I was looking forward to this exercise, firstly because I am gradually overcoming my fear of drawing and once I get started I enjoy it, I was happy to move away from ‘words’ as inspiration and thought a ‘performance’ piece would be fun. I was surprised to find that the music interfered with my head. It shouldn’t have been a surprise as although I enjoy live music and listen to the radio in the car, I rarely combine it with another activity, and never choose to have it in the background.
The first three drawings are on A2 at an easel, with the jugs arranged on a white paper roll background, with no music.
Using oil pastels, my first attempt was a little hurried and not carefully observed, although the jug in the middle is a reasonable representation.
In between this drawing and the rest, I took a workshop at West Dean with Mark Cazalet which had a very positive effect on my confidence and consideration of colour and value. I turned off the lights to maximise the shade and tone and drew the following with graphite. Although I am still a little tentative and could be bolder, this was an enjoyable process and I was encouraged by the results.
I chose to use soft pastels and mixed media paper for the third drawing.
Unfamiliar with soft pastels, I found them a pleasure to use as they responded well to my tentative approach and light touch and worked alongside coloured pencils used occasionally to sharpen a line or add detail.
Choosing the graphite drawing to work from, using two golds, silver & bronze metallics, black and white oil pastels and Daler Rowney Ingres Brown A3, I played Mozart’s Don Giovanni. As I don’t have a ‘music library’ or favour anything particular I chose the Mozart inspired by Rothko who loved Mozart Opera’s and particularly Don Giovanni and The Magic Flute.
The choice of metallic oil pastels was intended to put me in a party/performance mood, I was disappointed, I found it really difficult to ‘allow the music to influence my drawing’. It was a distraction, disturbing my concentration. ‘Does the music have a colour?’, not to me. The rhythm was varied, the faster music with a stronger beat sped up my hand, otherwise I was irritated or oblivious to it, it was pleasant on low, even relaxing, but played little part in the drawing and did not provoke a ‘performance’. In fact, it was almost impossible to make it so, even when I turned up the volume.
For my second drawing, I used a range of blues, yellow and orange Sharpies on Canson Mi-Teintes pale orange A3 paper. I chose The Overture from The Mikado. It was part of my childhood, my Dad perfomed in Gilbert and Sullivan Operetta. Familiar to me, with an uplifting, strong beat which usually makes me feel good, this should produce a more ‘performative’ piece. But no, I found it hugely distracting, I wanted to join in and enjoy the music, but I couldn’t multi-task. Singing and drawing didn’t mix! It was distracting, I couldn’t concentrate on the drawing, I haven’t used Sharpies to draw, they were alien to me and the faster the beat, the more I was scribbling, speeding up, unable to focus.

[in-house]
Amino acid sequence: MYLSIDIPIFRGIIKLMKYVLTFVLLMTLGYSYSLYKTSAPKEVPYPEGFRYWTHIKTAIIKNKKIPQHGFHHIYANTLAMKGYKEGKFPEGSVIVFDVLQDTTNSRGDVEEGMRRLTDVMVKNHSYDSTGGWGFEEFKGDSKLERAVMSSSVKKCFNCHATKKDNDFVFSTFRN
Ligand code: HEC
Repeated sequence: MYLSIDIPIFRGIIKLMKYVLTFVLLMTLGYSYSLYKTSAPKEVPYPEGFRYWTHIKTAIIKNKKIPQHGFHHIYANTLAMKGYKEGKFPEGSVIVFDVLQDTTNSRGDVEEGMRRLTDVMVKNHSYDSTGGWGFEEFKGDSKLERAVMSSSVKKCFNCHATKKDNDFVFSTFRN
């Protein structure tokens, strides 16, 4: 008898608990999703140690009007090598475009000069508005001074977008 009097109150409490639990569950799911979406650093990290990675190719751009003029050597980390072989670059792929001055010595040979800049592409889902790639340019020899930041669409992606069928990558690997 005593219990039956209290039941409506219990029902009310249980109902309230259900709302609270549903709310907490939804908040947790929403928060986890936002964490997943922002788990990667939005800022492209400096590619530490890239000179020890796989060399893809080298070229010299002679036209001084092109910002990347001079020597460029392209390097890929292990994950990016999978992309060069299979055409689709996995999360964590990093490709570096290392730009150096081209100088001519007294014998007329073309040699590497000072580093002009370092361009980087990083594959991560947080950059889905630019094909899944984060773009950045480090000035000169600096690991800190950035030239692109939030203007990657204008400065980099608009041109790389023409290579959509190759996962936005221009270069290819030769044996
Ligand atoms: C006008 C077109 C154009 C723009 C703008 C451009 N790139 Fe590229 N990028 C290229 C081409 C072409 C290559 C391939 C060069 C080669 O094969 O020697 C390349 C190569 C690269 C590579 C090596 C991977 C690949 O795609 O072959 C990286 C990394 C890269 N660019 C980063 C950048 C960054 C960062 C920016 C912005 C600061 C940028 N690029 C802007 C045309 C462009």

For the third drawing, I started with Bobby Ferrin, Don’t Worry be happy, an easy going mellow tune and watercolour pans and A3 mixed media paper. The more familiar the tune the more distracting it was. I abandoned the watercolours and A3 paper and started again with A2 and soft pastels and listened to George Ezra. I was singing along but it was even harder to draw then, I just wanted to switch it off and draw to the sounds of the birds coming through the window. The pastels are flowing, turning down the sound so the music was quietly in the back ground creating a ‘feel-good’ fun day out atmosphere, I was more relaxed and a little more playful, producing the most successful drawing, in my opinion.
This exercise was a revelation to me, it highlighted how distracting I find music in conjunction with other activities. Although I was aware that background noise is distracting for me, this clearly illustrated how much it confuses my thoughts and why it is so difficult to concentrate. I have always found it easier and quicker to do housework in an empty house, hugely distracted by television and children/teens/husbands in the background.
The exercise was ‘to build skills and take risks rather than create finished outcomes’. It definitely improved my looking and seeing, the use of soft pastels and coloured pencils. I would also work from a personal sketch again in the future to develop drawing skills.